Ethnic minorities not 'hypersensitive' to microaggressions, research shows
A new study by Dr. Keon West tested the arguments of those who dismiss negative responses to potential slights as 'hypersensitivity' and claim that ethnic minorities' responses to these events are excessive, or even pathological.
A report of the research is published in the journal Personality and Social Psychology Bulletin.
Microaggressions are brief, or subtle, experiences of prejudice, like receiving poor service at a restaurant, or being followed around in a shop. They contrast with macro experiences of prejudice, such as a racial slur, or being attacked.
Some critics of microaggression research, including psychologists, have also said that majority (e.g. white people in Britain) individuals would not respond to the same events so severely. Research and interest in microaggressions has increased in recent years, but Dr. West argues that the hypersensitivity hypothesis has undermined the severity of their effects and the serious attention they should receive.
In two studies Dr. West asked both minority and majority individuals to report on how often they experienced things like microaggressions and their overall life satisfaction. In a third study he asked both white and minority participants to recall a microaggression (or a benign control experience) in a restaurant, and then report their positive and negative emotions.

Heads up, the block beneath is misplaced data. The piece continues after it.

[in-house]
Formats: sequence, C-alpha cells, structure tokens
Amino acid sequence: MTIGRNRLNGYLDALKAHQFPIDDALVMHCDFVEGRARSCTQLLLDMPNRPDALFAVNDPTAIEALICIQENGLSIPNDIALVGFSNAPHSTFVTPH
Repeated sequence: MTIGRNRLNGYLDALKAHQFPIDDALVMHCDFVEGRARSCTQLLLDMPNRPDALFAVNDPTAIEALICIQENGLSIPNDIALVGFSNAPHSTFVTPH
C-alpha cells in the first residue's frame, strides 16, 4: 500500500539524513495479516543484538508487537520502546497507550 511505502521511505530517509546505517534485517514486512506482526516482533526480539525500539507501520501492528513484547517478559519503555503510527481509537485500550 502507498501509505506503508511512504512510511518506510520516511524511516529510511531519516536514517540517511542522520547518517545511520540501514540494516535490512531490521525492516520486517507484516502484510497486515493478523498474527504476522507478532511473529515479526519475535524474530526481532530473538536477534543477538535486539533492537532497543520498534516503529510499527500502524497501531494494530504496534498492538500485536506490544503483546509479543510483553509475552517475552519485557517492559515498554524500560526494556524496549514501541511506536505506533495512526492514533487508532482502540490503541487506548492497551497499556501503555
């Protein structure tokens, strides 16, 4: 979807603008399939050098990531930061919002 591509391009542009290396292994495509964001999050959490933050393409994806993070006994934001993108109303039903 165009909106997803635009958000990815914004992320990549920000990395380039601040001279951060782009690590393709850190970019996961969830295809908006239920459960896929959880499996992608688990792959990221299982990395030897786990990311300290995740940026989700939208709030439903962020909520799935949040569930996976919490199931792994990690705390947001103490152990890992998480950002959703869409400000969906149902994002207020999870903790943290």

The results of all three studies, which involved a total of more than 500 participants, were the same: microaggressions led to lower life satisfaction, more negative emotion, and less positive emotion, but the effects were the same whether the person was from an ethnic majority or minority group.
His research found that ethnic minorities and majorities experience the same decreases in happiness and life satisfaction after microaggressions. White participants reacted to microaggressions in the same way as ethnic minorities, they just experienced the microaggressions less frequently.
Dr. West, Associate Professor in Social Psychology at Goldsmiths, said that these findings have important implications for the way we respond to microaggressions:
"This isn't about walking on eggshells or excessive political correctness; nobody likes being treated rudely or with suspicion, and this research shows that white people don't deal with those experiences better than anyone else. Since that's the case, we should put our efforts into eliminating these experiences, and not into making people less sensitive to them."
Undermining the hypersensitivity idea, he found no evidence to suggest that the negative effects of microaggressions could reasonably be attributed to some unique aspect of ethnic minority psyche or culture.